Attica, which sells in London through Selfridges' new Floor Coverings Library, calls its version Biblical Stone. This costs pounds 260 a square metre, plus VAT. There are no restrictions on exporting the old stone as it doesn't come from protected areas and most is salvaged from demolition sites. It's all very Old Testament - and top-of-the-market house buyers love it. Designer floors can even tip the balance between choosing a new house over a period one, according to estate agents.
"High specification like attractive wood or stone flooring, used by builders, means new homes are now as popular as period homes," says Richard Thomas of Knight Frank. "There has been a dramatic erosion of the social stigma attached to buying a new house. They are a good investment because they are easier to re-sell."
Paris Ceramics - owned and run by Charlie Smallbone, the founder of Smallbone Kitchens - will design and make a one-off floor for clients with their own ideas and unlimited cash. One recent commission was to replicate the ceramic floor in the Pope's Bedroom, a room in the medieval Palace of the Popes in Avignon in France. Ceramic artist Alex Zdankowicz recreated the floor, working from photographs, and installed it in eight weeks, start to finish.
Zdankowicz also developed the Moorish Mosaic, based on a Moroccan antique design, which is made to order at pounds 450 a square metre. It's not even its most expensive. Basilica, based on 16th-century Italian roof tiles made for the Chapel of Bartolomeo Lombardini in the church of San Francisco at Forli (a section of which is in the V&A) is so complicated, Paris Ceramics declines to quote a price, except to the client.
There is, it has to be admitted, a certain amount of enviable swank in being able to point to your bathroom floor and admit it cost as much as a new Range Rover. One thirtysomething City broker spent more than pounds 20,000 on a kitchen floor made of quartzite glittering with discreet flecks of trace elements and coloured mineral deposits, brought from India. It hardly made a dent in his annual bonus, but it impressed his new American in- laws.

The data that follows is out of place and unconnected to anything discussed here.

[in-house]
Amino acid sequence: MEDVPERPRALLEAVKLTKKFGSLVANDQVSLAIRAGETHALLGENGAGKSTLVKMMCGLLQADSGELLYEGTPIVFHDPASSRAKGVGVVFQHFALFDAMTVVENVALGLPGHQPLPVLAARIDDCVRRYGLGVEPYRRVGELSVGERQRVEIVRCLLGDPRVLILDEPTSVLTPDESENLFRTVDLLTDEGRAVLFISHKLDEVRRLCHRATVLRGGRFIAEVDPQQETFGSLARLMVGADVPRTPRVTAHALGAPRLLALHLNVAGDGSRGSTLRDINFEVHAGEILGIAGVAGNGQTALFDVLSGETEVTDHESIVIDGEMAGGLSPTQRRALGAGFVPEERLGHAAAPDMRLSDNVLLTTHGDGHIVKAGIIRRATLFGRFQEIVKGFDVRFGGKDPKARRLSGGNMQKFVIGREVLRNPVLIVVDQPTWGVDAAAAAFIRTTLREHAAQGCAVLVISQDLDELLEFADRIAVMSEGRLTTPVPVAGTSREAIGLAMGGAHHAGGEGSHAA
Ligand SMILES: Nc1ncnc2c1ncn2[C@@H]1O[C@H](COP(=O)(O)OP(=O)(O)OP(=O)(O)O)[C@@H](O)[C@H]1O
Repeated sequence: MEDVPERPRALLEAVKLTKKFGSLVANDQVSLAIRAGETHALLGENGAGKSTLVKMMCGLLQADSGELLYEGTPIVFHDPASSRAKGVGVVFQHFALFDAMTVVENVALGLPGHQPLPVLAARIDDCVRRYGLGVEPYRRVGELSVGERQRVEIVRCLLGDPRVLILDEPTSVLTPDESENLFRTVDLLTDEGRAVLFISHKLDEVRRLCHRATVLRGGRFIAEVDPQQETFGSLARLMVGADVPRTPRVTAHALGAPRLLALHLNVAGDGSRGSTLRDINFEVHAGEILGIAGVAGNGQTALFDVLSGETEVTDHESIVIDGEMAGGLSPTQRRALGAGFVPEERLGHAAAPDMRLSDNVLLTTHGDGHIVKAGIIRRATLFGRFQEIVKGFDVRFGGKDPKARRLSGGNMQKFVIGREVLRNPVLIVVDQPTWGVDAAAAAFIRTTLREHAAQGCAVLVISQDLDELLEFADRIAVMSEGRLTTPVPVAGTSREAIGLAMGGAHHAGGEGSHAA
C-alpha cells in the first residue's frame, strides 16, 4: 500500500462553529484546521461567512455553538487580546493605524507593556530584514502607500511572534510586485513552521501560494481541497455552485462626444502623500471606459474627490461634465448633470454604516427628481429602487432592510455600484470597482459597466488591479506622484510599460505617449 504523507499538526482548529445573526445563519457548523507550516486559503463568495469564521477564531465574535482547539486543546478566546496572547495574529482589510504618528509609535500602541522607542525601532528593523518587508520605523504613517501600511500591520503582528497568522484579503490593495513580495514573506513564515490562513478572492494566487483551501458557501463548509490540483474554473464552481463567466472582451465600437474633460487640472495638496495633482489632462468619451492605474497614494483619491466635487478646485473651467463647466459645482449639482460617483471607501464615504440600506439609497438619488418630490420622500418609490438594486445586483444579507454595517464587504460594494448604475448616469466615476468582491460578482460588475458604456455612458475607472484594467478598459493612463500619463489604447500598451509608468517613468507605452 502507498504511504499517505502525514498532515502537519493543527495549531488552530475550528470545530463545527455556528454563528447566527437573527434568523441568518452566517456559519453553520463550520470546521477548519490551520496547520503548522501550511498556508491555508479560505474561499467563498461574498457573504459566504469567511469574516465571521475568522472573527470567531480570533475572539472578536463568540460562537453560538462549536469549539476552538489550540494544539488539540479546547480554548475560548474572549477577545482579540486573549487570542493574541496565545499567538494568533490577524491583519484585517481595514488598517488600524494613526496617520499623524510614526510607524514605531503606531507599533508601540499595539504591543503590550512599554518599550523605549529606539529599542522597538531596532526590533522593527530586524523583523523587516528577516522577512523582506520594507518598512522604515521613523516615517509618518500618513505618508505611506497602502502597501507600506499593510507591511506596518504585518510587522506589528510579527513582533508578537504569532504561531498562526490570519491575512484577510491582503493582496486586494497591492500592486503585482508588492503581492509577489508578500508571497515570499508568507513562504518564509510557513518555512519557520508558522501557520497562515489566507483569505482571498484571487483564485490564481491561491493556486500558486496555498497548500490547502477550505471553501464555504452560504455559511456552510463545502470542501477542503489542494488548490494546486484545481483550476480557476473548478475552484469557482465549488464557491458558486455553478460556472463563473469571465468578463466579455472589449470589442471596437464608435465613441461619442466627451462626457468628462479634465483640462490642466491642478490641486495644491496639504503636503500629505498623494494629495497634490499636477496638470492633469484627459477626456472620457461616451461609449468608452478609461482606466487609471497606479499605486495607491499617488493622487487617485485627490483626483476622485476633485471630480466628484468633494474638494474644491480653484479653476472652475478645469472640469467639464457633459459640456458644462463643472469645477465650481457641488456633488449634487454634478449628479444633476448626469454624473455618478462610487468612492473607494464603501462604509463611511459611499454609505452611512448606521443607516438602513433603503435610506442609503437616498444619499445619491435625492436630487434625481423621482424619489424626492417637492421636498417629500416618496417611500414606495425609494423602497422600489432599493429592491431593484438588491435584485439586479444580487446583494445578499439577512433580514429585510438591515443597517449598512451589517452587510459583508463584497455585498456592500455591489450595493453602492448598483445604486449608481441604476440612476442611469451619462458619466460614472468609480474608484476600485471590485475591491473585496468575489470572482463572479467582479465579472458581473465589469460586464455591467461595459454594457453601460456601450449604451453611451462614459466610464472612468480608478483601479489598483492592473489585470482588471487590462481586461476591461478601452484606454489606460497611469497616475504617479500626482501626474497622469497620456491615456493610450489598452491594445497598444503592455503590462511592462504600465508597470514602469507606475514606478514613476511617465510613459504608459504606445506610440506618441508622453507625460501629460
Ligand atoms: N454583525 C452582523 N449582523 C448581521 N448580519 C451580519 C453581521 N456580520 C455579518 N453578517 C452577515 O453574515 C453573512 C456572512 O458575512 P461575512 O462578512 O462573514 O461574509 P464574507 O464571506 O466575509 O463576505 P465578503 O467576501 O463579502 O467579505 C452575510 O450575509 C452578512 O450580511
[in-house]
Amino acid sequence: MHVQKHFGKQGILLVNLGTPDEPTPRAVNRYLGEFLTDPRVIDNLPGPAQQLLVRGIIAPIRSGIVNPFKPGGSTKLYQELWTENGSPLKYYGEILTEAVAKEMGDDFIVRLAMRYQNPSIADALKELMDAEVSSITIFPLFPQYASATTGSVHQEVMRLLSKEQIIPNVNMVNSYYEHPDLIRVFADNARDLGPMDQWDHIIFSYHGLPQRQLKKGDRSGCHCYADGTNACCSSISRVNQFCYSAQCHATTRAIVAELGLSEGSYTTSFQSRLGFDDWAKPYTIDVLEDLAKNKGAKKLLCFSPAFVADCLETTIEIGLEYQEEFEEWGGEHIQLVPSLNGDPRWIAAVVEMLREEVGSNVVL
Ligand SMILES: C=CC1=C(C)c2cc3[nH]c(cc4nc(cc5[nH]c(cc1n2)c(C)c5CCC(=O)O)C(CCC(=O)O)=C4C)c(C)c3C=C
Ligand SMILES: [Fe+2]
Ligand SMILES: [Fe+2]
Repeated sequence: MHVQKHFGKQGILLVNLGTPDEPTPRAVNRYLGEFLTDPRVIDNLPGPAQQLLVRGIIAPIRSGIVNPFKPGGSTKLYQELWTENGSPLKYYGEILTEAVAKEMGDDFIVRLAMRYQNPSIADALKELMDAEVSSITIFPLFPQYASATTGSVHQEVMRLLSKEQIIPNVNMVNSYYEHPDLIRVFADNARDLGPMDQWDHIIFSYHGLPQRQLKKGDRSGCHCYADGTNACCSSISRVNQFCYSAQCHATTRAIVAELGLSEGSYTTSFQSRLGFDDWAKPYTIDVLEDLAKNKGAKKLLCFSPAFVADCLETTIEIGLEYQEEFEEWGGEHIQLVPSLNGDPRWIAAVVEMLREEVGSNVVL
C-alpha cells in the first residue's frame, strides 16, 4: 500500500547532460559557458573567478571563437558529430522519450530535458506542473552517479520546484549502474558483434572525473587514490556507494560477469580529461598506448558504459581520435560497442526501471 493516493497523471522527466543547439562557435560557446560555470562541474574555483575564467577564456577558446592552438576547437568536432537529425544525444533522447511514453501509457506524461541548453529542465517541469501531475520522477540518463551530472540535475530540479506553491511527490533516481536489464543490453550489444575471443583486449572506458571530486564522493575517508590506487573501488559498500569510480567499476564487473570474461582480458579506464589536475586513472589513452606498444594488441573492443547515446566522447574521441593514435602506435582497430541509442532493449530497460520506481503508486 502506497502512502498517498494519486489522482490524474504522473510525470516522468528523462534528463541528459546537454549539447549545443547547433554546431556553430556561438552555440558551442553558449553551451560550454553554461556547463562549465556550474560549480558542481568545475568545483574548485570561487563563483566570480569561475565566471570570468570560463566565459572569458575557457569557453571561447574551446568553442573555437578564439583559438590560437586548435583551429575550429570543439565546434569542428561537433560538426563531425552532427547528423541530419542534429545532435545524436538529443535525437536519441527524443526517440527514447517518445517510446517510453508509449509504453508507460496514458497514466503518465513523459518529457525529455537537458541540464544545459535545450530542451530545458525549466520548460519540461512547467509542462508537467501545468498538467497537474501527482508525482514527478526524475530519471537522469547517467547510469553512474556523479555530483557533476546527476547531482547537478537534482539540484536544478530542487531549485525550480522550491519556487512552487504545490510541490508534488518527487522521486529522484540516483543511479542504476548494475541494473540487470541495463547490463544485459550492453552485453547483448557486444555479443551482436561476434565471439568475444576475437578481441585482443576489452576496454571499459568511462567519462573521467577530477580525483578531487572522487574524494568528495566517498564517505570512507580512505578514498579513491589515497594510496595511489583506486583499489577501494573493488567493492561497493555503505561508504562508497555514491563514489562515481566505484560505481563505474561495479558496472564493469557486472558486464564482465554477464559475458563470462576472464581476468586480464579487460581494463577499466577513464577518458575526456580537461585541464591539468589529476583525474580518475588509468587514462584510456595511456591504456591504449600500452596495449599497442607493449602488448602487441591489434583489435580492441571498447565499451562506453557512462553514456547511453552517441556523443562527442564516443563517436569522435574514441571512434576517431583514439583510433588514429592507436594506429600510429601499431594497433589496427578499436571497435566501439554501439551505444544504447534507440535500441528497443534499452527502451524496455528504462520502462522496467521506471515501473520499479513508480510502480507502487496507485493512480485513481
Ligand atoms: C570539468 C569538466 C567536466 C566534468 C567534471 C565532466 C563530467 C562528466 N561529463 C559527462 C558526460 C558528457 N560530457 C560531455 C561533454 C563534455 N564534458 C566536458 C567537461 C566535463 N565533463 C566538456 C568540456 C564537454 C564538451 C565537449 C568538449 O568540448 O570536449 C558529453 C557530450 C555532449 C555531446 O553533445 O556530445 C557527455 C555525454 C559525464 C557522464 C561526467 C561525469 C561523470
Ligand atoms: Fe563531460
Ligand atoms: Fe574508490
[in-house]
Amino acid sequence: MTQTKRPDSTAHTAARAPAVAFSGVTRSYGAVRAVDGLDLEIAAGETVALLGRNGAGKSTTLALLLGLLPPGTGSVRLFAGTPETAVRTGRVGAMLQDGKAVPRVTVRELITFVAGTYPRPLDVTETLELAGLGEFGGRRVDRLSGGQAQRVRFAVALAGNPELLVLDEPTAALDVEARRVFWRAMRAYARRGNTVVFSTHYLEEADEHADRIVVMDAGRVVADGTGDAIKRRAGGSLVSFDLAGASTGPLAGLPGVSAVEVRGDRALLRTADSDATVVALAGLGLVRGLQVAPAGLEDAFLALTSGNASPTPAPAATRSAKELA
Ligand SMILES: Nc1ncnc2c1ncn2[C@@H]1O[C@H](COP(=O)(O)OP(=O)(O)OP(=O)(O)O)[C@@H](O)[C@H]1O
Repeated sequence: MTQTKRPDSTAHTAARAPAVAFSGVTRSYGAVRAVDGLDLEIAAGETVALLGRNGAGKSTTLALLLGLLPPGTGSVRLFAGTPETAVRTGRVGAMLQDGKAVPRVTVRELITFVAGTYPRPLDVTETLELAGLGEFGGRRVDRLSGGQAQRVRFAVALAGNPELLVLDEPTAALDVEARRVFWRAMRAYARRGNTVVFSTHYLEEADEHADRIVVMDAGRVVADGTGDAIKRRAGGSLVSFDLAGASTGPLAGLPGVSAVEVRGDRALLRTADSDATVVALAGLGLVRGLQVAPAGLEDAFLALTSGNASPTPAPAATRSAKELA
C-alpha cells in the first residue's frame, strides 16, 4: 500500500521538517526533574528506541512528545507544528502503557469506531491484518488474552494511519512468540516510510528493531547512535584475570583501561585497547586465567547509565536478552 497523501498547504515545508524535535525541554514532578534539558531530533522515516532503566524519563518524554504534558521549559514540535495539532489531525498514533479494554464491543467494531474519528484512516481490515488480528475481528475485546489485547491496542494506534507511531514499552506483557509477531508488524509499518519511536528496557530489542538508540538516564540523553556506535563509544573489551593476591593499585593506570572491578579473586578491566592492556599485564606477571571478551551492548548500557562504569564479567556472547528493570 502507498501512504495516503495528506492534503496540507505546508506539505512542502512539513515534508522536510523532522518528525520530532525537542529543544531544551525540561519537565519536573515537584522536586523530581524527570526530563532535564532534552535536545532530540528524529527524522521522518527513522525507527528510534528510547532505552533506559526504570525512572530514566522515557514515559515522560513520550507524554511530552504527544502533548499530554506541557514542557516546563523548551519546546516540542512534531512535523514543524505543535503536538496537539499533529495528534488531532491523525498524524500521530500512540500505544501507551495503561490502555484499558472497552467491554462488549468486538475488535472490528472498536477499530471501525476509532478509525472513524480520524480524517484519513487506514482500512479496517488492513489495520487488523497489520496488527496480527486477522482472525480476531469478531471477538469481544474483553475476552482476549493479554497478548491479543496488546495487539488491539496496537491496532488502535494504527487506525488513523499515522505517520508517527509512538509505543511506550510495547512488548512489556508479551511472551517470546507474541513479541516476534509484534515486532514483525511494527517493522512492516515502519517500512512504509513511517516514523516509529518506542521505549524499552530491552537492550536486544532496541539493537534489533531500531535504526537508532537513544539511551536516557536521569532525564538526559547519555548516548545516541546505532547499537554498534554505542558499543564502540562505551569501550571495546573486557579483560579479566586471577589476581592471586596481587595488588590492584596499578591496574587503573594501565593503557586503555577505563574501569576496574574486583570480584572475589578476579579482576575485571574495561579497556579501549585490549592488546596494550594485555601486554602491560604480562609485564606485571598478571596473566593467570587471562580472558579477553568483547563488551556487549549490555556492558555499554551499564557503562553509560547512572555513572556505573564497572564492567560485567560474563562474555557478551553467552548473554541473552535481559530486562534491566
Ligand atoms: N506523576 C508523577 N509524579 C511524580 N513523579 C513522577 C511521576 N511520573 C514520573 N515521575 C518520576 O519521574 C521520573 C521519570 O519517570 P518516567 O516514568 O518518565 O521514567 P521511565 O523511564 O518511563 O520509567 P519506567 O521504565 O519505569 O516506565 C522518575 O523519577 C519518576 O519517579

Cher and Bob Geldof are fans of Attica, whose limestone flooring, quarried in the north of England, has genuine fossil impressions of animal skeletons and shells. It costs pounds 160 per square metre, plus VAT. Not to be outdone, Paris Ceramics says a couple of its limestone floors - Cotswold stone and the French Vix Blue - date from the Jurassic period ... though Richard Attenborough's footprint has yet to be found in either.
Architects such as Brian Ma Siy list a wooden floor as a main architectural feature in a house. He installed a Junckers solid beech floor in his own loft apartment in a converted Victorian school. Junckers, whose clients have also included Richard Branson, Ruby Wax and the Queen, was originally founded to produce sleepers for the Danish National Railway but is now one of the names - like Neff, Aga or Bosch - which estate agents like to drop in house particulars.
The company has just launched a new wide-board oak floor, like those in period houses. It's supplied unfinished to allow for choice of treatments, including oiling, waxing or liming. The floor is laid using the quick clip system, which means it can be laid over an existing floor - even tiles - as long as it's dry and even. The 8mm range in solid beech, oak or ash is no thicker than a normal carpet, so there will be minimum changes to doorway and skirting board. Prices start at under pounds 38 per square metre.
For stockists of Junckers call 01376 517512; Paris Ceramics 0171-371 7778, or Harrogate 01423 523877; Attica 0171-738 1234Reuse content